SA beef cattle producers must ‘up their game’ to meet future demand

The South African agriculture sector currently had to feed a population of 60,3 million people, according to Dr Ben Greyling, research team manager for the Agricultural Research Council’s (ARC) Beef Cattle Improvement scheme.

Speaking at the ARC’s recent Beef Cattle School held in Thabazimbi, he said it was estimated that 13,8 million people lived under the food poverty line in South Africa.

“Our 40 000 commercial, 240 000 emerging and three million small-scale farmers must feed our nation,” he said. He added that the extreme food poverty line, which referred to the amount of money that an individual needed to afford his or her minimum required daily energy intake, was R663 per person/month in 2022.

“It is estimated that 13,8 million people live below the food poverty line. These people need access to affordable food, and this is why it is so important that the performance disparities between the commercial production beef cattle sector and the small and subsistent sectors be addressed,” he said.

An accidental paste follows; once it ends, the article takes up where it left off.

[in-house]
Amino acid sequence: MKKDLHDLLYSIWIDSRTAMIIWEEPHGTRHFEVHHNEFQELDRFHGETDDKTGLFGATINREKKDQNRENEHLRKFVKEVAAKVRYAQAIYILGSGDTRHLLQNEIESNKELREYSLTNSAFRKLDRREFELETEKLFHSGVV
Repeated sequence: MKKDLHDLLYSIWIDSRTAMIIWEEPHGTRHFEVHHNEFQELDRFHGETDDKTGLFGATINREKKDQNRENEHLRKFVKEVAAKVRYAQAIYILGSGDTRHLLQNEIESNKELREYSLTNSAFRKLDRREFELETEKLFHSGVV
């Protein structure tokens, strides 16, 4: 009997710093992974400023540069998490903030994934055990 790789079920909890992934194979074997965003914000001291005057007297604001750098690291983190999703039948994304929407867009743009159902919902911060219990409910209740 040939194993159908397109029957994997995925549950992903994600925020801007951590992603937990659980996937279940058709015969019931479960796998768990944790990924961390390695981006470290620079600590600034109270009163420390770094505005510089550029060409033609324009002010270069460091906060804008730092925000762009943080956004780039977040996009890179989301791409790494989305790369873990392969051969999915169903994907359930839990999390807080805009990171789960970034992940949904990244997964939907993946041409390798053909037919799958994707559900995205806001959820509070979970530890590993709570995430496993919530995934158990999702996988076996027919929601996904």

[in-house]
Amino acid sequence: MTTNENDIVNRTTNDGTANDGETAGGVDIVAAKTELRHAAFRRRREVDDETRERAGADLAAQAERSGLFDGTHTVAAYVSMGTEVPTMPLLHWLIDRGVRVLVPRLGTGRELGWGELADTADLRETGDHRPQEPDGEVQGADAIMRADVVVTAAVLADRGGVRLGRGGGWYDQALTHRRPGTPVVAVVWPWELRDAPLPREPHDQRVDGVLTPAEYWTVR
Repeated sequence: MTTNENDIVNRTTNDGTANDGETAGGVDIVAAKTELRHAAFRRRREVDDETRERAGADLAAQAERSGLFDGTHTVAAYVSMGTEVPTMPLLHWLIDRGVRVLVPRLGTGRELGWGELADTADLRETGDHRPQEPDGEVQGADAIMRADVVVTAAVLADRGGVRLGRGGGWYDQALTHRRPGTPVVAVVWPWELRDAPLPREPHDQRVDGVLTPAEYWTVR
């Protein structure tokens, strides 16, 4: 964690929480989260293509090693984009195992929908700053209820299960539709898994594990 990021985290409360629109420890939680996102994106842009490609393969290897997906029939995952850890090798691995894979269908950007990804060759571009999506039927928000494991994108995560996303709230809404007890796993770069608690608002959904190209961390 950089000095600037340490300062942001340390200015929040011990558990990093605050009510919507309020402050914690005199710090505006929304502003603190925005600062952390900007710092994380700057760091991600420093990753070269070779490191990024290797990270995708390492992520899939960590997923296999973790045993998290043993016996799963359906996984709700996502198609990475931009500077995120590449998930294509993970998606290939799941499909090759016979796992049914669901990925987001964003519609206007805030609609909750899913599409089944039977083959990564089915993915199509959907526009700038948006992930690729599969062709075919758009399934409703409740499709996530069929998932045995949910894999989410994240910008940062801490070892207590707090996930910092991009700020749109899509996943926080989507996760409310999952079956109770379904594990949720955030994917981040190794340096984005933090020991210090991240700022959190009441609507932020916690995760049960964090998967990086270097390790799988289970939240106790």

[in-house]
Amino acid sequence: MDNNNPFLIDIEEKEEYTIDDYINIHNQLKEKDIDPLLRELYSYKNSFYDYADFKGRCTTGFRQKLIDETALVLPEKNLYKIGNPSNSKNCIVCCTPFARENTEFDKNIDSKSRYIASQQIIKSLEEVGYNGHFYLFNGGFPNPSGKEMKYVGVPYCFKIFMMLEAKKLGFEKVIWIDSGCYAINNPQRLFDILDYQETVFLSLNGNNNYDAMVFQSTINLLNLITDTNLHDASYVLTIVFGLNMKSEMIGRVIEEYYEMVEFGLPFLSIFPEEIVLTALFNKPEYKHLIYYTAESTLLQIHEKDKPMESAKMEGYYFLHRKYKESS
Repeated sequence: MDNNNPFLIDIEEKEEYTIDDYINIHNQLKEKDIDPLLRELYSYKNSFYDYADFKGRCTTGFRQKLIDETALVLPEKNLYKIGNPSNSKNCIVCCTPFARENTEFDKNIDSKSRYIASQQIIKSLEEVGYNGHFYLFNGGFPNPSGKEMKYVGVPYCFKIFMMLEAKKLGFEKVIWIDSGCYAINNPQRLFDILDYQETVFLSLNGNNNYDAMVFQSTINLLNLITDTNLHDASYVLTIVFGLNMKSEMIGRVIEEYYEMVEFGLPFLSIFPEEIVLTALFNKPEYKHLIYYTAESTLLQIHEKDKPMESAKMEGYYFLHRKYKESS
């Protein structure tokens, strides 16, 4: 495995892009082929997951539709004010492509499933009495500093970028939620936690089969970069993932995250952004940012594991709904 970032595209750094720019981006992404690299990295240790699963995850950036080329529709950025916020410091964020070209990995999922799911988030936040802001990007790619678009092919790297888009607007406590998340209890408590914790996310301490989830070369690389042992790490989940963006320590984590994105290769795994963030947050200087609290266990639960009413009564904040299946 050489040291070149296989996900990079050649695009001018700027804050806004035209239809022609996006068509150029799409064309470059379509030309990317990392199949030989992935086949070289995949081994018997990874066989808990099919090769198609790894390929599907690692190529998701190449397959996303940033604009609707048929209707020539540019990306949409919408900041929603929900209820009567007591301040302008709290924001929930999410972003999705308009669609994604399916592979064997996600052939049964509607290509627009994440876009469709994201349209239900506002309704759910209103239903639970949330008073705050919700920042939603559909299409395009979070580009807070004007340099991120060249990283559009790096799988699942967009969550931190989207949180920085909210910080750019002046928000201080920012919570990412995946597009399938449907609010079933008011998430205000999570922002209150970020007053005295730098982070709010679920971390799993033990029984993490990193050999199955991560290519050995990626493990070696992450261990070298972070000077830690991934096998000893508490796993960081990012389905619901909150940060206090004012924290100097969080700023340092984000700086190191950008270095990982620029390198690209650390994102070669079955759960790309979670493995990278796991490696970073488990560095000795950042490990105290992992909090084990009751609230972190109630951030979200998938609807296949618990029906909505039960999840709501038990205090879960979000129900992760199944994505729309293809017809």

For beef producers to become more competitive and to increase profitability and production, the commercialisation of the emerging sector was of utmost importance, Greyling said. He advised beef producers to tap into local genetic resources, which included the use of indigenous cattle breeds such as the Afrikaner to improve efficiencies.

“Ever-escalating beef production input costs means that [all producers must] be as efficient and profitable as possible. The implementation of available technologies for genetic improvement, as well as performance recording and research, is vital for genetic improvement across all breeds and sectors. Training and skills development are also imperative,” Greyling added.

According to him, the livestock sector directly supported close to 13 million people in South Africa. In the first quarter of 2023, the animal products sub-sector provided the largest contribution to agricultural revenue at 56%.